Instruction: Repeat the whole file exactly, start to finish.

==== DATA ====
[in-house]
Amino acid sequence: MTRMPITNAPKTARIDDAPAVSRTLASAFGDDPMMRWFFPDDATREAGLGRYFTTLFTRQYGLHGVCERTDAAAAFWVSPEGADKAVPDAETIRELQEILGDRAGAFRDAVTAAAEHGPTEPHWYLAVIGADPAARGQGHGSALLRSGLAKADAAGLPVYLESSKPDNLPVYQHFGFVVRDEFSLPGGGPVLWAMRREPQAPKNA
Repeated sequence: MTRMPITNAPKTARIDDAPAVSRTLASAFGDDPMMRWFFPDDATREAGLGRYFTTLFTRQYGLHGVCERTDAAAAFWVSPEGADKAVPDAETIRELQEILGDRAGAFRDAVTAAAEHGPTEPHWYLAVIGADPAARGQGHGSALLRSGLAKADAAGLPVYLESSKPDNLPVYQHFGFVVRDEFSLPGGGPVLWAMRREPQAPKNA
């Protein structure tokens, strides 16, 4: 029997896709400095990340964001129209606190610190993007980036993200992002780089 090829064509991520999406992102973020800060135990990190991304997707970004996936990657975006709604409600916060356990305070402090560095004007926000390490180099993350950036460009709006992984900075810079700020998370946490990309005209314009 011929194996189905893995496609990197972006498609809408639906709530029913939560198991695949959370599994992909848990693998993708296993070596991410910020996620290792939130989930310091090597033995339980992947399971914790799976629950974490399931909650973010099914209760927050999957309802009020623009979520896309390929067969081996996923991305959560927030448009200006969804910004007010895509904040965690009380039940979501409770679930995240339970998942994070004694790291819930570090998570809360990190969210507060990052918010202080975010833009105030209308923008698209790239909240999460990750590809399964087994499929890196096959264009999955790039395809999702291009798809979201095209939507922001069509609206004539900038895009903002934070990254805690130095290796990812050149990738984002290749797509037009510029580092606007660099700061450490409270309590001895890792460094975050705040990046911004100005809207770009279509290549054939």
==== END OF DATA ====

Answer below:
[in-house]
Amino acid sequence: MTRMPITNAPKTARIDDAPAVSRTLASAFGDDPMMRWFFPDDATREAGLGRYFTTLFTRQYGLHGVCERTDAAAAFWVSPEGADKAVPDAETIRELQEILGDRAGAFRDAVTAAAEHGPTEPHWYLAVIGADPAARGQGHGSALLRSGLAKADAAGLPVYLESSKPDNLPVYQHFGFVVRDEFSLPGGGPVLWAMRREPQAPKNA
Repeated sequence: MTRMPITNAPKTARIDDAPAVSRTLASAFGDDPMMRWFFPDDATREAGLGRYFTTLFTRQYGLHGVCERTDAAAAFWVSPEGADKAVPDAETIRELQEILGDRAGAFRDAVTAAAEHGPTEPHWYLAVIGADPAARGQGHGSALLRSGLAKADAAGLPVYLESSKPDNLPVYQHFGFVVRDEFSLPGGGPVLWAMRREPQAPKNA
């Protein structure tokens, strides 16, 4: 029997896709400095990340964001129209606190610190993007980036993200992002780089 090829064509991520999406992102973020800060135990990190991304997707970004996936990657975006709604409600916060356990305070402090560095004007926000390490180099993350950036460009709006992984900075810079700020998370946490990309005209314009 011929194996189905893995496609990197972006498609809408639906709530029913939560198991695949959370599994992909848990693998993708296993070596991410910020996620290792939130989930310091090597033995339980992947399971914790799976629950974490399931909650973010099914209760927050999957309802009020623009979520896309390929067969081996996923991305959560927030448009200006969804910004007010895509904040965690009380039940979501409770679930995240339970998942994070004694790291819930570090998570809360990190969210507060990052918010202080975010833009105030209308923008698209790239909240999460990750590809399964087994499929890196096959264009999955790039395809999702291009798809979201095209939507922001069509609206004539900038895009903002934070990254805690130095290796990812050149990738984002290749797509037009510029580092606007660099700061450490409270309590001895890792460094975050705040990046911004100005809207770009279509290549054939």